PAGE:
9. Anti-inflammatory activity was displayed only by the dextrorotatory enantiomer with similar absolute configuration; it has 25 times the activity of phenylbutazone.

 

SAR of Pyrrole Acetic Acid Derivative

c. Pyrrole acetic acid derivative

Replacement of the p-tolyl group with a p-chloro benzoyl moiety produced little effect on activity, whereas introduction of a methyl group in the 4th position and 5-p-chloro benzoyl analogues (zomeapirac) proved to be four times potent as tolmetin.

 

i. Tolmetin Sodium (Tolectin)

From: 1-Methyl pyrrole


Synthesis


Metabolism: It is metabolized extensively first pass, involving hydroxylation of p-methyl group to primary alcohol, which is subsequently oxidized to dicarboxylic acid.

Properties and uses: It is a light yellow, crystalline powder, soluble in water, slightly soluble in alcohol. It has antipyretic, analgesic, and anti-inflammatory actions. It is employed in the treatment of rheumatic and musculoskeletal disorders. The drug is, however, comparable to indomethacin and aspirin in the control and management of disease activity.

Dose: Adult oral dose initially is 400 mg three times a day, subsequently adjusted as per patient’s response.

 

ii. Zomepirac (Zomax)


Properties and uses: A greater degree of analgesia for severe pain is claimed for Zomepirac. It is used as an analgesic and an ant-inflammatory drug. It is four times as potent as tolmetin.

Dose: Dose is 400 to 600 mg of zomepirac daily (zomepirac sodium 1.2 g is approximately equivalent to 1 g of zomepirac).

Synthesis

Route I. From Chloro acetone


Route II. From: Enol of ethyl acetone dicarboxylate


 

d. Aryl and heteroaryl acetic/propionic acid derivatives

i. Ibuprofen (Brufen, Motrin)


Synthesis

Route I. From Isobutyl benzene


Route II. From: Isobutyl benzene


Metabolism: Oxidative metabolite of ibuprofen and unchanged drugs are excreted in urine. Oxidation involves ω, ω , and ω oxidation of the para isobutyl side chain, followed by alcohol oxidation, resulting from ω oxidation to corresponding carboxylic acid.


Properties and uses: Ibuprofen is a white crystalline powder or colourless crystals, practically insoluble in water, soluble in acetone, methanol, methylene chloride, and dilute solutions of alkali hydroxides and carbonates. The precursor Ibufenac, which was abandoned owing to hepatotoxicity, was less potent. Moreover, the activity resides in the (s)–(+) isomer, not only in Ibuprofen but also throughout the arylacetic acid series. Furthermore, these isomers are the more potent inhibitors of PG synthetase. It is an anti-inflammatory drug that possesses antipyretic and analgesic action and is used for the treatment of rheumatoid arthritis and osteoarthritis.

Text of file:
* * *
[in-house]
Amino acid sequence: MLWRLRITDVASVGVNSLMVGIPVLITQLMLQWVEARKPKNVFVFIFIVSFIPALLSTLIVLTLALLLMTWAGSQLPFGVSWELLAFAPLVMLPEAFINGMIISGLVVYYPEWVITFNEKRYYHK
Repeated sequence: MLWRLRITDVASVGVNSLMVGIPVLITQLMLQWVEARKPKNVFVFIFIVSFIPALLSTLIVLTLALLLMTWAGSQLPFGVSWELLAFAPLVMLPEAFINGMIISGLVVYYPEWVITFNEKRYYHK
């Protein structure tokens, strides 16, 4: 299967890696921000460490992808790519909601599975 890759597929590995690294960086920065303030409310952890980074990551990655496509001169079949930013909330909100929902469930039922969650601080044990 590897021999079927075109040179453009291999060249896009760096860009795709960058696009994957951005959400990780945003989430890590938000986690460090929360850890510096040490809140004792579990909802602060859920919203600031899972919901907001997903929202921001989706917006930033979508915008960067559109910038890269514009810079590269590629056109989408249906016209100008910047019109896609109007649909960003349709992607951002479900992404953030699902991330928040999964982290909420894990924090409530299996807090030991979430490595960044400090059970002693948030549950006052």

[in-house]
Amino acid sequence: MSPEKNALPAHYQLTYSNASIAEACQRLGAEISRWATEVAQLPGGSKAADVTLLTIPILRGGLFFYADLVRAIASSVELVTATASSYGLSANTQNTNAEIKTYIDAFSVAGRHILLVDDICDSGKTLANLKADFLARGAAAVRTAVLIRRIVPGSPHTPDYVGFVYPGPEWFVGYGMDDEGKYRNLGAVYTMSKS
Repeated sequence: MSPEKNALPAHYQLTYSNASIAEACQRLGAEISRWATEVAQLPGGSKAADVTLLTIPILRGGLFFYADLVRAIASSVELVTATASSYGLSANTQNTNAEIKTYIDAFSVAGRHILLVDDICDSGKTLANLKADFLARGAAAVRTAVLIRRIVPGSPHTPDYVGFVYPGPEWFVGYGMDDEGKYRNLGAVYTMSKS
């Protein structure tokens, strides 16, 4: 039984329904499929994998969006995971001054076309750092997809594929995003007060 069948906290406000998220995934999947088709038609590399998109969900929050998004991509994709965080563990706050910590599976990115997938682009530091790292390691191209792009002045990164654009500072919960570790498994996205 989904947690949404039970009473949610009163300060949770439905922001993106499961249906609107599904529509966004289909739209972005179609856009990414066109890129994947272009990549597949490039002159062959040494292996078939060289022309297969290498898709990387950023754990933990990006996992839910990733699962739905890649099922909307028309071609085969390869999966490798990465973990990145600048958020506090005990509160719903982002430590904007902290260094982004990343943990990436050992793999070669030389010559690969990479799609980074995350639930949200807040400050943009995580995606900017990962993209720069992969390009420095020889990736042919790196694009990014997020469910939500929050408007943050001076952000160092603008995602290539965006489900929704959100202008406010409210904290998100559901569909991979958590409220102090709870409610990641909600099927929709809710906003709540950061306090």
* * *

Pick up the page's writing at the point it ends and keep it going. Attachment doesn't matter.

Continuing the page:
Assay: Dissolve the sample in methanol and titrate against 0.1 M sodium hydroxide using phenolphthalein as indicator, until red colour is obtained. Perform a blank titration

Dose: Usual oral adult dose as an analgesic (dysmenorrhoea) is 200–400 mg four to six times a day; in rheumatoid arthritis and osteoarthritis. The dose is 300–400 mg three or four times a day.

Dosage forms: Ibuprofen tablets I.P., B.P, Ibuprofen cream B.P., Ibuprofen gel B.P., Ibuprofen oral suspension B.P.

 

ii. Ibufenac


Synthesis


Properties and uses: It was formerly employed in the rheumatic conditions, but was found to cause hepatotoxicity. It has analgesic, antipyretic, and anti-inflammatory actions.

 

iii. Diclofenac (Voltaren, Voveran)


Metabolism: There are four major metabolites that are produced by aromatic hydroxylation, that is, 4-hydroxy derivative, 5-hydroxy, 3-hydroxyl, and 4,5-dihydroxy metabolites. Remaining metabolites are excreted as sulphate conjugates.

Properties and uses: Diclofenac sodium is a white or slightly yellowish crystalline slightly hygroscopic powder, sparingly soluble in water, soluble in methanol and alcohol, slightly soluble in acetone. Used in the treatment of rheumatic arthritis.

Assay: Dissolve the sample in anhydrous acetic acid and titrate against 0.1 M perchloric acid. Determine the end point potentiometrically.

Dose: The usual dose is 20–50 mg three times a day. It can also be given as a suppository.

Dosage forms: Diclofenac tablets I.P., Diclofenac injection I.P., Prolonged-release diclofenac tablets B.P., Gastro-resistant diclofenac tablets B.P., Prolonged-release diclofenac injection B.P., Prolonged-release diclofenac capsules B.P.

Synthesis


 

iv. Naproxen (Naprosyn)


Metabolism: It is converted to 6-O-desmethyl metabolite and then to glucuronide conjugate.

Properties and uses: Naproxen is a white crystalline powder, practically insoluble in water, soluble in ethanol and in methanol. The drug is fairly comparable to aspirin both in the management and control of disease symptoms. Nevertheless, it has relatively lesser frequency and severity of nervous system together with milder GI-effects. It possesses analgesic, anti-inflammatory, and antipyretic actions, and it is used in the treatment of rheumatic arthritis, dysmenorrhea, and acute gout.